“We culturally live in what I call a ‘blaze and burn’ culture, which is about working hard, playing hard, going for more the whole time, and then burning out,” Dysch tells ZDNet.

“As workers, we drive and are driven very hard, as if that is the default and only way to achieve success.”

Dysch says the move to a four-day week was particularly symbolic for City to Sea and the nature of the work it does. When you’re fighting for environmental causes, sustainability needs to be at the heart of everything you do.

“As an organization, we have to be here for the long haul,” she explains. “My greatest contribution that I can give the organization is to make sure we have a happy work team who are highly engaged and operating sustainably within their work practices.”

Having employees work less can bring another climate-friendly boon: 20% less time sat at a computer means – in theory – a 20% reduction in the associated digital footprint. Likewise, reducing the number of days employees need to commute means fewer emissions for those that drive or take public transportation to work.

“I really can’t think of a reason not to do it,” says Dysch. “Every business has environmental targets, so I think it’s important to show how this can meet some of those targets, especially large businesses.”

Despite the unanimous buy-in from staff on the four-day work week, City to See also recognized there would be teething problems in compressing a full week’s work into four eight-hour days.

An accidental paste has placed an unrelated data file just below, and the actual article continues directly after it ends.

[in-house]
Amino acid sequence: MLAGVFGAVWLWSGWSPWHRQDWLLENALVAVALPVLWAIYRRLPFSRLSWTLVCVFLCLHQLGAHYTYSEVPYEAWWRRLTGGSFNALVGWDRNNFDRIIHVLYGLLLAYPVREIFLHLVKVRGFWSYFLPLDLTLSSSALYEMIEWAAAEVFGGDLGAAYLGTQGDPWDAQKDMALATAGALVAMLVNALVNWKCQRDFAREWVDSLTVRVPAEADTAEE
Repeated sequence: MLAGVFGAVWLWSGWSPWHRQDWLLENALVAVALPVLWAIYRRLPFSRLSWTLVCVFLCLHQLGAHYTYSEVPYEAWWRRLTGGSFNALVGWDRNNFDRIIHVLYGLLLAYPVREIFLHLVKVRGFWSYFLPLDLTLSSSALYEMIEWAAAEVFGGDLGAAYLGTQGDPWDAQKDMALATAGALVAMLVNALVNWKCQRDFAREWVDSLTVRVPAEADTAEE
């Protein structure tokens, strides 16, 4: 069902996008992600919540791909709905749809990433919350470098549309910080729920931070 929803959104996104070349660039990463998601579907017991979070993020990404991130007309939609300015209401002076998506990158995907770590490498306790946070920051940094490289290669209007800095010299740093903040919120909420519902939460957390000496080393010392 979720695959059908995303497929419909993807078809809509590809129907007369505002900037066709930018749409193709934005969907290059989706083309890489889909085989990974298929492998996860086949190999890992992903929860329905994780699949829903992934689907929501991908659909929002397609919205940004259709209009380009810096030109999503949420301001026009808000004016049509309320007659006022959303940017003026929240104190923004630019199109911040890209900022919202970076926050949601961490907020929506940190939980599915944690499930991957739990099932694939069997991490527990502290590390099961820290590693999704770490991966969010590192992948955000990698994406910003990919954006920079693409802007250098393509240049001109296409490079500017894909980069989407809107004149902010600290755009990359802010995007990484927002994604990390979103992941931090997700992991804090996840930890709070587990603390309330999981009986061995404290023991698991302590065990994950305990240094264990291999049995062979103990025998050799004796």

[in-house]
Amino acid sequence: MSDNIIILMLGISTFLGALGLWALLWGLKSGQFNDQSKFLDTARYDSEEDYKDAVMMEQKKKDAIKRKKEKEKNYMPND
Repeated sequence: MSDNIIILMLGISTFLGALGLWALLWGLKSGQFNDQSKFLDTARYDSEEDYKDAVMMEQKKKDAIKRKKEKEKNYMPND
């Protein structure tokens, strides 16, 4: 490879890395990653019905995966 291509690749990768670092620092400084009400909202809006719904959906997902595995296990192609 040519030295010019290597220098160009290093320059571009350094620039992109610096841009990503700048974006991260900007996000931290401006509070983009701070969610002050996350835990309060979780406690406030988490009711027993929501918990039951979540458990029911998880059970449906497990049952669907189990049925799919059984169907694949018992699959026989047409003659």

The feeling of being overstretched was the top concern cited by staff when the company tried to measure the challenges faced by its team in adopting the model, alongside operational challenges to managing new work patterns and the fact that workloads had not decreased.

But overcoming these challenges will pay off in the long term if it means a better world of work. “It’s easier to go with the status quo than it is to say you’re going to try something new,” says Dysch.

“People are frightened of change and people are frightened that people are going to be slack. But if you’re in an organization where you’ve got that fear, then you’ve got a problem anyway.”

A new approach to work

In many ways, the four-day week is a continuation of the ongoing push by knowledge workers to regain some agency in their professional lives through a more flexible approach to work.

Hybrid working offers professionals the freedom – or at least, the option – of splitting their time between the office and remote working, although many employees are still being asked to work the same hours on the same days.

Truly flexible work means giving employees the freedom to choose where and when they do their work. You could argue that the four-day week is still pretty regimented as far as flexibility is concerned, but it does at least recognize that current working patterns aren’t tailored to our modern, hyper-connected lives.